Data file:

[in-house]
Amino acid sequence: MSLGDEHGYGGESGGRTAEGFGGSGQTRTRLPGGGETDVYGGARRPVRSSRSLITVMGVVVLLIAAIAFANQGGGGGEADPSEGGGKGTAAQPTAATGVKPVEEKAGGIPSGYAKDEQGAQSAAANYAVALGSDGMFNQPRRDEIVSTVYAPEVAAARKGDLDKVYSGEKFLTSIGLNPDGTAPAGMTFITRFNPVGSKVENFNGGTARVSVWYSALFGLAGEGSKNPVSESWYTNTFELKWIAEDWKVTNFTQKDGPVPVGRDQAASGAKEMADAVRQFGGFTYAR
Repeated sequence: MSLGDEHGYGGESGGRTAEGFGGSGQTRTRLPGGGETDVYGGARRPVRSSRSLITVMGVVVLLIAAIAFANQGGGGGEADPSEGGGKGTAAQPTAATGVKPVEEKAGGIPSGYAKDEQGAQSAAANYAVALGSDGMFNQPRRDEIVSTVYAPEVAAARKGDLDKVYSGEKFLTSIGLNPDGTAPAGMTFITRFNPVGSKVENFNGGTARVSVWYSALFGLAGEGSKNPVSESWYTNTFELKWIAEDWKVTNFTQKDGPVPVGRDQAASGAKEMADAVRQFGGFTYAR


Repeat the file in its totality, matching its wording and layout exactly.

[in-house]
Amino acid sequence: MSLGDEHGYGGESGGRTAEGFGGSGQTRTRLPGGGETDVYGGARRPVRSSRSLITVMGVVVLLIAAIAFANQGGGGGEADPSEGGGKGTAAQPTAATGVKPVEEKAGGIPSGYAKDEQGAQSAAANYAVALGSDGMFNQPRRDEIVSTVYAPEVAAARKGDLDKVYSGEKFLTSIGLNPDGTAPAGMTFITRFNPVGSKVENFNGGTARVSVWYSALFGLAGEGSKNPVSESWYTNTFELKWIAEDWKVTNFTQKDGPVPVGRDQAASGAKEMADAVRQFGGFTYAR
Repeated sequence: MSLGDEHGYGGESGGRTAEGFGGSGQTRTRLPGGGETDVYGGARRPVRSSRSLITVMGVVVLLIAAIAFANQGGGGGEADPSEGGGKGTAAQPTAATGVKPVEEKAGGIPSGYAKDEQGAQSAAANYAVALGSDGMFNQPRRDEIVSTVYAPEVAAARKGDLDKVYSGEKFLTSIGLNPDGTAPAGMTFITRFNPVGSKVENFNGGTARVSVWYSALFGLAGEGSKNPVSESWYTNTFELKWIAEDWKVTNFTQKDGPVPVGRDQAASGAKEMADAVRQFGGFTYAR